The Insurance Institute for Highway Safety (IIHS) has just released its comprehensive list of the safest vehicles for 2019. Here’s why both Volvo and Tesla models did not make that list.
Each year, The Insurance Institute for Highway Safety (IIHS) releases a list of the safest vehicles in America. The list is broken down into two parts. Vehicles that have earned the Top Safety Pick designation, and those that have earned the highest safety rating in the country, the Top Safety Pick Plus award. On this year’s list of the 57 models that earned these two levels of safety, there are no models from Volvo and no models from Tesla. BestRide spoke with the researchers at IIHS to find out why.
We spoke with Joe Young and David Aylor. Mr. Young is our daily contact for all things safety and gave us a very detailed background picture of how IIHS works with automakers to prepare well in advance for publication of the list. It turns out that the models on the list are not random. Rather, IIHS offers up testing space on its calendar as much as a year in advance so that automakers can nominate vehicles they want to be tested for possible inclusion on the list. Most automakers nominate multiple models they are confident will earn top scores when tested. They have that confidence because they have already tested the vehicles themselves and they know the expected outcome.
In the case of the luxury electric vehicle automaker Tesla, which frequently touts Tesla cars as the safest in the world (but not based on IIHS testing), the company opted not to nominate any of its three models. To say it plainly, Tesla passed on the chance to have its cars held to the same high standards that other automakers are. Look at past IIHS testing of the Model S luxury sedan and one can get a clue as to why. Tesla’s Model S has twice failed to meet the required level of crash protection in the important small frontal overlap crash test. In past IIHS headlight testing, the Model S scored “Poor.” Without any changes since these recent tests, the Model S had little chance of advancing its ranking.
With regard to the top-selling compact Tesla Model 3 premium performance sedan, the answer is less obvious. The Model 3 has not yet been crash tested by IIHS, though it has tested its headlights and active safety systems, both of which now earn the scores of “Good” and “Superior” required to earn a spot on one of the lists. The Model 3, which went on sale in July of 2017, is now the 6th-leading seller among all cars in the U.S. The Model 3 sales surpassed all of Audi’s vehicle models combined in America last month.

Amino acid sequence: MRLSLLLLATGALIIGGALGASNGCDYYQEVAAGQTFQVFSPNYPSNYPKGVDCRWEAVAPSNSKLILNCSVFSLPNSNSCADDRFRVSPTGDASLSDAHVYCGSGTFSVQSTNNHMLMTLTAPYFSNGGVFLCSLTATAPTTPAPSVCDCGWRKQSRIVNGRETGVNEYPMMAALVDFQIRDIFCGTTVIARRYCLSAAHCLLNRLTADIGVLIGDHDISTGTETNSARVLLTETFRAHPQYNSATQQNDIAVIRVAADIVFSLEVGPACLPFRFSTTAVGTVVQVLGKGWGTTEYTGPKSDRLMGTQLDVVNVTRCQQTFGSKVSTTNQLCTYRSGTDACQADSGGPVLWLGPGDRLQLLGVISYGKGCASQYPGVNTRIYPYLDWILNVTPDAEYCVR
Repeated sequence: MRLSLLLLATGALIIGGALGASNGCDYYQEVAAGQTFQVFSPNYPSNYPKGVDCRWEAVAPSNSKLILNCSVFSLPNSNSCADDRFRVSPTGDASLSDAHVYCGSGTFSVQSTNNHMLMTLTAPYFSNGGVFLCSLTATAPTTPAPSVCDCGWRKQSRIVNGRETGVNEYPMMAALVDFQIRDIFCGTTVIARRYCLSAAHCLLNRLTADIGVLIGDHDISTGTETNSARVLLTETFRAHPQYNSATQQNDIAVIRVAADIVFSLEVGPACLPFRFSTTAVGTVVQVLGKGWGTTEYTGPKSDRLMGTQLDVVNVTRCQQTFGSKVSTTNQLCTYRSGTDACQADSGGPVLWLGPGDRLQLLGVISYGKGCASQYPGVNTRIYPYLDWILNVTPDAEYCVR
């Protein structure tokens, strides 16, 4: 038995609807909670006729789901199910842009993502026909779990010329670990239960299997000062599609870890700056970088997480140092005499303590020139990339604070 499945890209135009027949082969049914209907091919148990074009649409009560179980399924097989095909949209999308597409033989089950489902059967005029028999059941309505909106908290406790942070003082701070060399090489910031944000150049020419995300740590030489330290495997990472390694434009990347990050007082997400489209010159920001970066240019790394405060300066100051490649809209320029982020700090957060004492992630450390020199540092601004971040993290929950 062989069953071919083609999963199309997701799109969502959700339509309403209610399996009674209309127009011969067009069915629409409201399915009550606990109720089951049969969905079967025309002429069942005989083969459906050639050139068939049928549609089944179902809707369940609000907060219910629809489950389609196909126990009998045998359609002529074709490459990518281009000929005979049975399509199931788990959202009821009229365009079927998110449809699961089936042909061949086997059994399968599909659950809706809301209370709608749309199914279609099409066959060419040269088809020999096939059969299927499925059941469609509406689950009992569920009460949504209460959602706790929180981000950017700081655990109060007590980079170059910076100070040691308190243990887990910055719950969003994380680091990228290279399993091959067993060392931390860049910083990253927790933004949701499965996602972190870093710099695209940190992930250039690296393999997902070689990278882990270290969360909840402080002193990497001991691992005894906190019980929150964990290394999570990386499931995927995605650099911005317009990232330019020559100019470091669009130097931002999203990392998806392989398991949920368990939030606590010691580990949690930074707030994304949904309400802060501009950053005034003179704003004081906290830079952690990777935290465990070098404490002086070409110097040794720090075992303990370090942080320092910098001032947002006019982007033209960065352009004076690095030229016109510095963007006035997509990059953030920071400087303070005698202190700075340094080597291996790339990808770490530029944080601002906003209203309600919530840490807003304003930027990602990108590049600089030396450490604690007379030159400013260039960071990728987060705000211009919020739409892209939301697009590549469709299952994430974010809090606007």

Volvo’s story is entirely different. David Aylor is the Manager of Active Safety Testing at IIHS and told us in more detail why Volvo models did not make this list. Like the EPA does with mileage testing, IIHS accepts some third-party testing data from the automakers. In some cases, if a model has had some minor updates a previous high score on a test can be revalidated by automakers who then submit video, photo, and sensor data to IIHS for review. This year, Volvo was unable to meet a key deadline and its models were not able to be validated in time for the list. Fear not Volvo faithful, the models are not rated poorly, they are just not rated at all yet.
So which brands and which models did make it onto this year’s list? A quick glance will show that it is dominated by Asian and European brands like Hyundai, Toyota, Kia, Honda, Mercedes-Benz, and BMW. One thing to note is that among the top performers there are many affordable vehicles that earn higher scores than very expensive models their same size. For Example, the 2019 Mazda CX-5 crossover outscored the BMW X2 and the Toyota Camry’s score is higher than the Audi A4’s. If there is any correlation between cost and safety in 2019, we can’t see it from looking at the testing results.
David Harkey, IIHS President, points out that the list published this week is not the end of 2019 model year vehicles that may earn high scores at some point. Mr. Harkey said, “Automakers always have the opportunity to add vehicles to the list. As 2019 progresses, we expect the winners’ circle to grow as automakers make improvements to their vehicles.”
Author Note: BestRide reached out to Tesla for input on this story. The company’s media relations representative responded by phone by declined to comment on the record.